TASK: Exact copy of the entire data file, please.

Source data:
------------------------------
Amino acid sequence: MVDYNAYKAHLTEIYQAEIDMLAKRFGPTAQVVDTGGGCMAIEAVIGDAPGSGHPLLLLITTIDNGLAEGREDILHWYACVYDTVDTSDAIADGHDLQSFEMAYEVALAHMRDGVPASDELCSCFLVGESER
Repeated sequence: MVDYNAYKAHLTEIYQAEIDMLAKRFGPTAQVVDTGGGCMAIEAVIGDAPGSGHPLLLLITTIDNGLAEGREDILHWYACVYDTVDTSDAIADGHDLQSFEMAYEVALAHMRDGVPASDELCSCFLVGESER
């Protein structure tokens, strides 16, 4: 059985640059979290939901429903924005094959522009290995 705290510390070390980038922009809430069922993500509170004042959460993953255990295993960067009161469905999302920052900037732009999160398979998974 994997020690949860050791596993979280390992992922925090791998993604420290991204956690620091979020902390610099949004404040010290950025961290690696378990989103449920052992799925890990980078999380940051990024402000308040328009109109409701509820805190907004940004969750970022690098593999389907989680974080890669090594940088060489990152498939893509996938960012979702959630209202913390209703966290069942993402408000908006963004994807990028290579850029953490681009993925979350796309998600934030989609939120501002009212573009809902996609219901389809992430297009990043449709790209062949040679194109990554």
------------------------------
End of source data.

Amino acid sequence: MVDYNAYKAHLTEIYQAEIDMLAKRFGPTAQVVDTGGGCMAIEAVIGDAPGSGHPLLLLITTIDNGLAEGREDILHWYACVYDTVDTSDAIADGHDLQSFEMAYEVALAHMRDGVPASDELCSCFLVGESER
Repeated sequence: MVDYNAYKAHLTEIYQAEIDMLAKRFGPTAQVVDTGGGCMAIEAVIGDAPGSGHPLLLLITTIDNGLAEGREDILHWYACVYDTVDTSDAIADGHDLQSFEMAYEVALAHMRDGVPASDELCSCFLVGESER
């Protein structure tokens, strides 16, 4: 059985640059979290939901429903924005094959522009290995 705290510390070390980038922009809430069922993500509170004042959460993953255990295993960067009161469905999302920052900037732009999160398979998974 994997020690949860050791596993979280390992992922925090791998993604420290991204956690620091979020902390610099949004404040010290950025961290690696378990989103449920052992799925890990980078999380940051990024402000308040328009109109409701509820805190907004940004969750970022690098593999389907989680974080890669090594940088060489990152498939893509996938960012979702959630209202913390209703966290069942993402408000908006963004994807990028290579850029953490681009993925979350796309998600934030989609939120501002009212573009809902996609219901389809992430297009990043449709790209062949040679194109990554």